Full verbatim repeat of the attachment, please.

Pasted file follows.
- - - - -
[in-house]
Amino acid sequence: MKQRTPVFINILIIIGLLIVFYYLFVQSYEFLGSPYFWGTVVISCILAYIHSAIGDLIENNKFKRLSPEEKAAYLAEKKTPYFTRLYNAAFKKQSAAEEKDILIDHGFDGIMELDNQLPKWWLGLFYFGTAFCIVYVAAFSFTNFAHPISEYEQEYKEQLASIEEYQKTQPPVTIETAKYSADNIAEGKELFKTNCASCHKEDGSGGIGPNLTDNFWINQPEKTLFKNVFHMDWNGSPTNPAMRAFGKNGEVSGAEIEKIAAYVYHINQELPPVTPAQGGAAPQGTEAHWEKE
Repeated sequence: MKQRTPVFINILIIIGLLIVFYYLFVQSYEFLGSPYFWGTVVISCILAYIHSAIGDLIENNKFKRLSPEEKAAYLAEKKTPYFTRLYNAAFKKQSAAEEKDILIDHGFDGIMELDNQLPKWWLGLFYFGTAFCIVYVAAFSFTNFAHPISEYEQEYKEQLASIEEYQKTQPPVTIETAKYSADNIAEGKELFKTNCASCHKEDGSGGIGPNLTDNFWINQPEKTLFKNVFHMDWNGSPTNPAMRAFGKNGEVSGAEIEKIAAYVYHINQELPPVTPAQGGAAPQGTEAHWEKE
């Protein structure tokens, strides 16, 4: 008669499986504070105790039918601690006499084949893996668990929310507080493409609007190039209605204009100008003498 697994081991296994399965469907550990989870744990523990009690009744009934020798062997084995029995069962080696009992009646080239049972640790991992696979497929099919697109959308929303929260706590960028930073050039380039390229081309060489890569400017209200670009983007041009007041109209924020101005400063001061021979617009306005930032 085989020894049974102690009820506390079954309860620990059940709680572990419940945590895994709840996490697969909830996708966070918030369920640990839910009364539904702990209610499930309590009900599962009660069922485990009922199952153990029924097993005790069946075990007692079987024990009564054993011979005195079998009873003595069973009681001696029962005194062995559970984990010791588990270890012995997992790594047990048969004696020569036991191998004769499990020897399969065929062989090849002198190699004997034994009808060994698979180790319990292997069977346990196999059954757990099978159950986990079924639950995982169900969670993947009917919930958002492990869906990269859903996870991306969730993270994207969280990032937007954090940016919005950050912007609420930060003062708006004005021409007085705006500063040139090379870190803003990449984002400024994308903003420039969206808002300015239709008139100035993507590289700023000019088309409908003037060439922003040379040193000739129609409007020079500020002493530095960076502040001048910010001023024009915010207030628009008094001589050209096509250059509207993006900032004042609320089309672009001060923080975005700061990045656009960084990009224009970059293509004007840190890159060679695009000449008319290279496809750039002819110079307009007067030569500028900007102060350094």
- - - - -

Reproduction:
[in-house]
Amino acid sequence: MKQRTPVFINILIIIGLLIVFYYLFVQSYEFLGSPYFWGTVVISCILAYIHSAIGDLIENNKFKRLSPEEKAAYLAEKKTPYFTRLYNAAFKKQSAAEEKDILIDHGFDGIMELDNQLPKWWLGLFYFGTAFCIVYVAAFSFTNFAHPISEYEQEYKEQLASIEEYQKTQPPVTIETAKYSADNIAEGKELFKTNCASCHKEDGSGGIGPNLTDNFWINQPEKTLFKNVFHMDWNGSPTNPAMRAFGKNGEVSGAEIEKIAAYVYHINQELPPVTPAQGGAAPQGTEAHWEKE
Repeated sequence: MKQRTPVFINILIIIGLLIVFYYLFVQSYEFLGSPYFWGTVVISCILAYIHSAIGDLIENNKFKRLSPEEKAAYLAEKKTPYFTRLYNAAFKKQSAAEEKDILIDHGFDGIMELDNQLPKWWLGLFYFGTAFCIVYVAAFSFTNFAHPISEYEQEYKEQLASIEEYQKTQPPVTIETAKYSADNIAEGKELFKTNCASCHKEDGSGGIGPNLTDNFWINQPEKTLFKNVFHMDWNGSPTNPAMRAFGKNGEVSGAEIEKIAAYVYHINQELPPVTPAQGGAAPQGTEAHWEKE
């Protein structure tokens, strides 16, 4: 008669499986504070105790039918601690006499084949893996668990929310507080493409609007190039209605204009100008003498 697994081991296994399965469907550990989870744990523990009690009744009934020798062997084995029995069962080696009992009646080239049972640790991992696979497929099919697109959308929303929260706590960028930073050039380039390229081309060489890569400017209200670009983007041009007041109209924020101005400063001061021979617009306005930032 085989020894049974102690009820506390079954309860620990059940709680572990419940945590895994709840996490697969909830996708966070918030369920640990839910009364539904702990209610499930309590009900599962009660069922485990009922199952153990029924097993005790069946075990007692079987024990009564054993011979005195079998009873003595069973009681001696029962005194062995559970984990010791588990270890012995997992790594047990048969004696020569036991191998004769499990020897399969065929062989090849002198190699004997034994009808060994698979180790319990292997069977346990196999059954757990099978159950986990079924639950995982169900969670993947009917919930958002492990869906990269859903996870991306969730993270994207969280990032937007954090940016919005950050912007609420930060003062708006004005021409007085705006500063040139090379870190803003990449984002400024994308903003420039969206808002300015239709008139100035993507590289700023000019088309409908003037060439922003040379040193000739129609409007020079500020002493530095960076502040001048910010001023024009915010207030628009008094001589050209096509250059509207993006900032004042609320089309672009001060923080975005700061990045656009960084990009224009970059293509004007840190890159060679695009000449008319290279496809750039002819110079307009007067030569500028900007102060350094």